Thirty years ago, President Ronald Reagan deemed March to be Developmental Disabilities Awareness Month. Awareness months are an important advocacy tool, as they provide opportunities to reflect on progress and continue meaningful conversations about the future. For many people with developmental disabilities, ensuring these discussions take place can be the difference between being invisible and living as full citizens in their communities.
Developmental disabilities awareness is something near and dear to me, not only as the president of TMG by Magellan Health—supporting the largest self-directed long-term services and supports program of its kind in the country—but also because of my graduate work. During my practicum, I worked on the South side of Chicago, assisting low-income families who had children with developmental disabilities. Too often, these families, many of them single mothers, struggled to find the necessary services to help their children live as independently and inclusively as possible. The isolation the children experienced was heartbreaking.
Fortunately, in the 20 years since then, I’ve seen wonderful strides in the resources available for people with developmental disabilities, as well as greater expectations for community inclusion. Self-direction has played a crucial role in this progress. With self-direction, individuals choose not only the services they receive and who provides them, but also how they live their lives. This means people have control over things many of us take for granted: living where and with whom we want; making our own schedule; having meaningful, lasting relationships; pursuing our hobbies and passions; and finding meaningful work or volunteer opportunities. There’s been an amazing nationwide movement towards self-direction, which is not only a best practice, but also the cornerstone of TMG’s work in Wisconsin’s innovative IRIS (Include, Respect, I Self-Direct) program.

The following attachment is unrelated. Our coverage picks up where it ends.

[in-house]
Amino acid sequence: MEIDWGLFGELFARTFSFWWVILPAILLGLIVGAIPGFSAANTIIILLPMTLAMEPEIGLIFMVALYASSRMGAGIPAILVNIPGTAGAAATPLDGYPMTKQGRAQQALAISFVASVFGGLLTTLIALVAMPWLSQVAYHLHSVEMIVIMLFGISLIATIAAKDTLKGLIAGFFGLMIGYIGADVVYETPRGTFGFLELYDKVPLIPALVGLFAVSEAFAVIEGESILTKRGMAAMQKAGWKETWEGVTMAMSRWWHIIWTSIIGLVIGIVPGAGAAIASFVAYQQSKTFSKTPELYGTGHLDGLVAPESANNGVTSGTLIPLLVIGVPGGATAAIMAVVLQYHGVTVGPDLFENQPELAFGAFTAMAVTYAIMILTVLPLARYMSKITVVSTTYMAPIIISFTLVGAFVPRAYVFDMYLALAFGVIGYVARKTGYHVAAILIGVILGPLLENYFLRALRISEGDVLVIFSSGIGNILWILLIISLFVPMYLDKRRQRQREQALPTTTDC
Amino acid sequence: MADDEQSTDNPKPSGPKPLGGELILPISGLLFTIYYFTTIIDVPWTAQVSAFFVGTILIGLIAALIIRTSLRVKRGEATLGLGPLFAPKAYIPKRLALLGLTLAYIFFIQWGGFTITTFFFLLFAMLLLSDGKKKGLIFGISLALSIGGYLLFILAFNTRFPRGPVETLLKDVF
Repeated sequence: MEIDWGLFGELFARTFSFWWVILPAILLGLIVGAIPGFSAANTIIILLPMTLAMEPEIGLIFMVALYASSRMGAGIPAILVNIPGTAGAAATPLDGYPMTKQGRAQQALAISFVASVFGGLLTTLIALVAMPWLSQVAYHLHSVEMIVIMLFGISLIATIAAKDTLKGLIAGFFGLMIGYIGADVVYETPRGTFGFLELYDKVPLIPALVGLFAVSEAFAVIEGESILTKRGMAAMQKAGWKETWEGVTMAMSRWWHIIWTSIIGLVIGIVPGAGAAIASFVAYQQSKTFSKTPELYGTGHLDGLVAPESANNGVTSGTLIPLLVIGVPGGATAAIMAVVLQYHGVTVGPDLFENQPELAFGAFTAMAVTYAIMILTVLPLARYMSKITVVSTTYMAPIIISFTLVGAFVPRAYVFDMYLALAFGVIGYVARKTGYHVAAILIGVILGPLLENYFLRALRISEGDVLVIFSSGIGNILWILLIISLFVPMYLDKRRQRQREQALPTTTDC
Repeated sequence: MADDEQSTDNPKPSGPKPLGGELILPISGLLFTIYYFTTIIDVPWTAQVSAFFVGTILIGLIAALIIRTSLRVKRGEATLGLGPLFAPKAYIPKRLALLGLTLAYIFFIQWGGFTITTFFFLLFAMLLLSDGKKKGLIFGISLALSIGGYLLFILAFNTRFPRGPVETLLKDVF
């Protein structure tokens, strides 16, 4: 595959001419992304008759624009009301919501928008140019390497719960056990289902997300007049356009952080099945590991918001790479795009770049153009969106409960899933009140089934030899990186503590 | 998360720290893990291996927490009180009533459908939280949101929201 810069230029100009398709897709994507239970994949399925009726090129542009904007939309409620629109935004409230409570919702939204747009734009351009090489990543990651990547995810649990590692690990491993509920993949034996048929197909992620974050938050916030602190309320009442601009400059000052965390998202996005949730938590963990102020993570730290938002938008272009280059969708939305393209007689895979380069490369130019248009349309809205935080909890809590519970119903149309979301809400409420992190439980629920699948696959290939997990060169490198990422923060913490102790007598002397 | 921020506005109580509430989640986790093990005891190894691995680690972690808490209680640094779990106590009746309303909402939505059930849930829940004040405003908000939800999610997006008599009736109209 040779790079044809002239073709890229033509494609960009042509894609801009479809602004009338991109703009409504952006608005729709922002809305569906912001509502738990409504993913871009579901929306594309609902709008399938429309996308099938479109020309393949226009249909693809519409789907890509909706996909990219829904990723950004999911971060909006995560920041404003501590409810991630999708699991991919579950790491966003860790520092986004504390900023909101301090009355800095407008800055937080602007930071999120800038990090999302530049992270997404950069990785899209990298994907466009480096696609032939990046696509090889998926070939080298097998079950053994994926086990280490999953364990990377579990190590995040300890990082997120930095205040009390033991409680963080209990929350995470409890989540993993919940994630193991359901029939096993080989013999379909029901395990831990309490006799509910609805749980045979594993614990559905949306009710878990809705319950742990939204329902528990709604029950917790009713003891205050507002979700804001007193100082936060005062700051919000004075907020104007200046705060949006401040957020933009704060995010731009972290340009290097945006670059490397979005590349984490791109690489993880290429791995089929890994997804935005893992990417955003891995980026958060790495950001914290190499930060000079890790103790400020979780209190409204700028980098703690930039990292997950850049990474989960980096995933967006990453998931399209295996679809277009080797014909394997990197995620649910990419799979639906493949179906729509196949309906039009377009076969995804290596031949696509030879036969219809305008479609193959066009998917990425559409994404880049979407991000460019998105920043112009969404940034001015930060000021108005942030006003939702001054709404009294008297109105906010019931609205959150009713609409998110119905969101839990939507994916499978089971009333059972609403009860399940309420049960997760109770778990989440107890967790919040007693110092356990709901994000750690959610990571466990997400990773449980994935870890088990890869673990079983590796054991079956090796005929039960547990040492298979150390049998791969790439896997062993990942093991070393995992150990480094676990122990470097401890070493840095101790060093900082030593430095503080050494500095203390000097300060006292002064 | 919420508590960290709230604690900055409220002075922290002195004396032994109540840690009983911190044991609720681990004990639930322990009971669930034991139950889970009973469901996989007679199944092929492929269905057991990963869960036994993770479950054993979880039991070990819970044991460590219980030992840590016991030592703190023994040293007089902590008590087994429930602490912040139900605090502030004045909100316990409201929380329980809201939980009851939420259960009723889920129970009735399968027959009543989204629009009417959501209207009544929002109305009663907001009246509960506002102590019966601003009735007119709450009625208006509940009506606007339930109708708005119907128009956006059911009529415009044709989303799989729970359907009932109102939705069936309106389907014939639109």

While there’s been great progress in raising expectations and increasing opportunities and resources for individuals with developmental disabilities, there’s still much to overcome on the path towards greater acceptance and inclusion. Thankfully, as community inclusion and self-direction are becoming more commonplace, society increasingly recognizes the contributions that people with developmental disabilities can make. As a leader in helping individuals create healthy, vibrant lives, Magellan Health is at the forefront of self-direction with its Wisconsin program, and is building a strong self-direction component in its new managed long-term services and supports (MLTSS) program, Magellan Complete Care of Virginia.
So as you make your way through March, take time to think about the people in your life and in your community and how we can all support one another. Learn how to be a better advocate for individuals with disabilities at sites such as ACL.gov and NACDD.org, and read stories of self-direction in TMG’s The Path Ahead. Encourage and support inclusion and independence whenever you can. But mostly, take the time to get to know people for who they are and appreciate their individual gifts and talents.